The story was covered on local television by KOIN-TV Portland, OR (10/29, 5:25 p.m. PDT, 29K), WCSC-TV Charleston, SC (10/28, 7:12 p.m. EDT, 27K) and WVTM-TV Birmingham, AL (10/28, 4:46 p.m. CDT, 13K). 

Wednesday, October 28, 2015

After a Delay of Years, Mazda Recalls 4.9 Million Vehicles
The New York Times
"As attention to auto safety intensified after General Motors’ admission last year that it had failed for a decade to disclose a deadly defect in millions of cars, many automakers have scrambled to address lingering safety problems.

This week, Mazda became the latest automaker to do so, revealing for the second time in three months that it had known about safety problems for years before alerting customers. In the latest case, Mazda announced that it was recalling 4.9 million vehicles worldwide, including 1.4 million in the United States, because too much grease in the ignition switch could cause a short circuit and possibly a fire.

The automaker knew about the problem seven years ago, according to a filing submitted this week to the National Highway Traffic Safety Administration. It took action only after Japanese regulators opened an investigation this year."

Important FDA Safety Communication

Nontuberculous Mycobacterium Infections Associated with Heater-Cooler Devices: FDA Safety Communication

Date Issued: October 15, 2015
  • Health Care Providers who use heater-cooler devices
  • Hospital staff who are responsible for operating and maintaining devices
  • Infection Control Practitioners
  • Infectious Disease Specialists
  • Surgeons
  • Perfusionists
  • Operating Room Managers, Directors and Staff
  • Risk Managers
Medical Specialties: Cardiothoracic Surgeons, Cardiovascular Surgeons, Orthopedic Surgeons, Neurosurgeons, General Surgeons, Anesthesiologists, Infection Control, Infectious Disease Physicians, Intensive Care Physicians
Product: All heater-cooler devices. Heater-cooler devices provide heated and/or cooled water to 1) oxygenator heat exchangers, 2) cardioplegia (paralysis of the heart) heat exchangers, and/or 3) warming/cooling blankets.
Purpose:The FDA wants to heighten awareness about infections associated with heater-cooler devices and steps health care providers and health facilities can take to mitigate risks to patients.
Summary of Problem and Scope:Heater-cooler devices are used during cardiothoracic surgeries, as well as other medical and surgical procedures to warm or cool a patient to optimize medical care and improve patient outcomes. Heater-cooler devices include water tanks that provide temperature-controlled water to external heat exchangers or warming/cooling blankets through closed circuits. Although the water in the circuits does not come into direct contact with the patient, there is the potential for contaminated water to enter other parts of the device or transmit bacteria through the air (aerosolize) through the device’s exhaust vent into the environment and to the patient.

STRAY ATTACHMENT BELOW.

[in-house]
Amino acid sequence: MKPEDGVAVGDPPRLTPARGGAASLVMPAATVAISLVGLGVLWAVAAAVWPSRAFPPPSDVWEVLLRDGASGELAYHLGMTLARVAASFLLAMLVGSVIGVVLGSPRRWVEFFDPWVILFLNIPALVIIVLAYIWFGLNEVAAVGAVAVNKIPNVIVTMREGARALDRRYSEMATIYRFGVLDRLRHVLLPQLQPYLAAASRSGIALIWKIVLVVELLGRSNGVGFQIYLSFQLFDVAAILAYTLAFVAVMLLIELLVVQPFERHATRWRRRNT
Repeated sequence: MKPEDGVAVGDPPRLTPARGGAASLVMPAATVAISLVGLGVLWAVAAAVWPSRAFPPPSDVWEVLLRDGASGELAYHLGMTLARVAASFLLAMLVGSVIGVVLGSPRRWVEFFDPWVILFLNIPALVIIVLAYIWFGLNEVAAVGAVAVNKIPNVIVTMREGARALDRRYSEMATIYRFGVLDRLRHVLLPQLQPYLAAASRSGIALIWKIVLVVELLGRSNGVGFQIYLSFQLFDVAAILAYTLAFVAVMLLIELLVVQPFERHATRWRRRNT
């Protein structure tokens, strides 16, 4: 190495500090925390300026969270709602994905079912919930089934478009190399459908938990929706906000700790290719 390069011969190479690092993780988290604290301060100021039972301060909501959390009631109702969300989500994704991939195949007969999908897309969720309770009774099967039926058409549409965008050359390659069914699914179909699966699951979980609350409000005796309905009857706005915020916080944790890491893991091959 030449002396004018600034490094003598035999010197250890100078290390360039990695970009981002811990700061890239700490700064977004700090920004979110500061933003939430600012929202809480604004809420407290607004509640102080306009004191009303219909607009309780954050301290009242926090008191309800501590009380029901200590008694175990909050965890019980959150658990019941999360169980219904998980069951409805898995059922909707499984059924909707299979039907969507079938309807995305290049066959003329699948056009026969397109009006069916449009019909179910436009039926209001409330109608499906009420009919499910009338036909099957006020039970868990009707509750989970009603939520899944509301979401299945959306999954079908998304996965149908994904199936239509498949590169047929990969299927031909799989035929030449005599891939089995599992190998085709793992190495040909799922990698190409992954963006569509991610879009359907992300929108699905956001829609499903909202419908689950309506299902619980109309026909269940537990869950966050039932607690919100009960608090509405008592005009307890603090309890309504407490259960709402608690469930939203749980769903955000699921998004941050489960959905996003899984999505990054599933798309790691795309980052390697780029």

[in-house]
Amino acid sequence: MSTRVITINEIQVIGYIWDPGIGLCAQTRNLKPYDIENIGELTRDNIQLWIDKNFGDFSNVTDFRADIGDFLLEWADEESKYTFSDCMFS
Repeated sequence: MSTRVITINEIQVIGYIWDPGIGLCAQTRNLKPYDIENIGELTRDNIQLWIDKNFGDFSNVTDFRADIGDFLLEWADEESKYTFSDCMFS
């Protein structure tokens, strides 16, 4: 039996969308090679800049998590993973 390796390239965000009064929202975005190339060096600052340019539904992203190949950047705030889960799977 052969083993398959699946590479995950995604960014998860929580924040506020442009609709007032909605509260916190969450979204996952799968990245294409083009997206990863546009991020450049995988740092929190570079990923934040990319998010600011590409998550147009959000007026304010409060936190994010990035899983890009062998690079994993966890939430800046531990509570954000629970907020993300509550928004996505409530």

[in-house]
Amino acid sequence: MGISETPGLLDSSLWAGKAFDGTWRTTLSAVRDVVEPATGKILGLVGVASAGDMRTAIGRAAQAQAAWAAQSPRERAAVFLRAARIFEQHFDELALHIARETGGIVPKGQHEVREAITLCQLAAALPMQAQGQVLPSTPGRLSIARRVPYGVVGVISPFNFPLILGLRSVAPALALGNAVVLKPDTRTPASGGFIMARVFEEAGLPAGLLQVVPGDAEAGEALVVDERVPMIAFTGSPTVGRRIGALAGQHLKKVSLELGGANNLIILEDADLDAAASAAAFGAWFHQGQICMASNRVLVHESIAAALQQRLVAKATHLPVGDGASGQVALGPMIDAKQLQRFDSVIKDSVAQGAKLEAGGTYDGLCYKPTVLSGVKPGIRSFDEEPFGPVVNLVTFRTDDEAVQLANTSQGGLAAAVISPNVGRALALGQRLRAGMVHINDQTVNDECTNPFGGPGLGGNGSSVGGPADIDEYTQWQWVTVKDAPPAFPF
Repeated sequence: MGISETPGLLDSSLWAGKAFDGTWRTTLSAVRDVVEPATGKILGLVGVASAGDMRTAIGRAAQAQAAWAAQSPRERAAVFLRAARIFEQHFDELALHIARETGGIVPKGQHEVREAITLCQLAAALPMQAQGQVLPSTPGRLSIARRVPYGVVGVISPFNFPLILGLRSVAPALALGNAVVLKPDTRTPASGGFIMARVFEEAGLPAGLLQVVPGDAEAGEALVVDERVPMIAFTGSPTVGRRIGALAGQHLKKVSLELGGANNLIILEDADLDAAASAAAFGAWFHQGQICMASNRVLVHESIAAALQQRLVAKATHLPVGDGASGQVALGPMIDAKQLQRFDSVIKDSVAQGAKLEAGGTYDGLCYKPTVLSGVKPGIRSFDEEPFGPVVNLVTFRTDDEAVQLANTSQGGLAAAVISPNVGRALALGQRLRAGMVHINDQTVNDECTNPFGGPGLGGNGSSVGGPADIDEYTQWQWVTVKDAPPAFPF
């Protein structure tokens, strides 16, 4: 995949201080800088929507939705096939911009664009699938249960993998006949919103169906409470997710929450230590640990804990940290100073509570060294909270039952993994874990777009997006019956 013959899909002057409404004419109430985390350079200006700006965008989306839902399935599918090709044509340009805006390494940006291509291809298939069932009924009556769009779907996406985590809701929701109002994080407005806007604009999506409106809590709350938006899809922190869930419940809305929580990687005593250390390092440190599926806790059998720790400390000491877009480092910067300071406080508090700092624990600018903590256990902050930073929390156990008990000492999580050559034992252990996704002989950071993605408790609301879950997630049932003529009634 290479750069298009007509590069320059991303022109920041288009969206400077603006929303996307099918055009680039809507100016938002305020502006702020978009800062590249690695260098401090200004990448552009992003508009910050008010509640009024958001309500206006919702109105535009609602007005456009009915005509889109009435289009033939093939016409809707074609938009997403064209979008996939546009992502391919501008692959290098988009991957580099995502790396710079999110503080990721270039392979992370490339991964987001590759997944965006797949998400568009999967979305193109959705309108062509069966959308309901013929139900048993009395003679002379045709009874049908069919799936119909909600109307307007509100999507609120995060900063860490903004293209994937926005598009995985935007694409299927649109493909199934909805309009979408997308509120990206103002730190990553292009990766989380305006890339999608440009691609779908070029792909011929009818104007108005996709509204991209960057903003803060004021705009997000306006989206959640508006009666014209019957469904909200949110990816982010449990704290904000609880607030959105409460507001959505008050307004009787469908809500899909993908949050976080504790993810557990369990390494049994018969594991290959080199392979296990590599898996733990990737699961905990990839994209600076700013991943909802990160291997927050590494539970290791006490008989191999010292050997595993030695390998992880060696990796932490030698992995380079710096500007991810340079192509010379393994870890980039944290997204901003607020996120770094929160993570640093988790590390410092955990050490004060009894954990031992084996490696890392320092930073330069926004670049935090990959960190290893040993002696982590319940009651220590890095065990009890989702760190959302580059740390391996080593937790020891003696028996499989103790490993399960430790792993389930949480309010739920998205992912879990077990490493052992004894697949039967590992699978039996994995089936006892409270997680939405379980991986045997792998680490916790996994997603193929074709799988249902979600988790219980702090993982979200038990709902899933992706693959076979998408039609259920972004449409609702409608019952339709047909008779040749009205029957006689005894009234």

Through the FDA’s analysis of adverse event reports, the medical literature, and information from national and international public health agencies, we are aware that the use of heater-cooler devices has been associated with Nontuberculous Mycobacteria (NTM) infections, primarily in patients undergoing cardiothoracic surgical procedures. NTM organisms are widespread in nature and can be found in soil and water, including tap water sources. They are typically not harmful, but in rare cases may cause infections in very ill patients and/or in individuals with compromised immune systems.
Between January 2010 and August 2015, the FDA received 32 Medical Device Reports (MDRs) of patient infections associated with heater-cooler devices or bacterial heater-cooler device contamination. Twenty-five of these MDRs were reported to the FDA in 2015. Some reports describe NTM infections related to cardiothoracic surgeries, but other reports do not specify the procedure the patient was undergoing. Eight reports were related to 3 events describing patient infections occurring in U.S. health care facilities. The remaining 24 reports involved health care facilities outside the United States, most of these in Western Europe. In some cases, patients presented with infections several months to years after their surgical procedures. It is important to note that half of the 32 reports submitted to the FDA describe bacterial contamination of the heater-cooler device without known patient involvement or infection. The FDA is not aware of NTM infections acquired by hospital staff.
It is possible that some cases have not been reported to the FDA. It is challenging for a health care facility, health care provider, manufacturer, or patient to recognize that infections, particularly NTM infections, may be associated with the use of or exposure to a particular medical device. The FDA continues to evaluate reports through follow up with health care facilities and manufacturers to determine which factors may have contributed to the reported events.
Recommendations for Health Care Facilities and StaffIn addition to following standard precautions, the FDA recommends that facilities and staff using heater-cooler devices consider implementing the following measures to reduce risk to patients:
  • Strictly adhere to the cleaning and disinfection instructions provided in the manufacturer’s device labeling. Ensure you have the most current version of the manufacturers’ instructions for use readily available to promote adherence.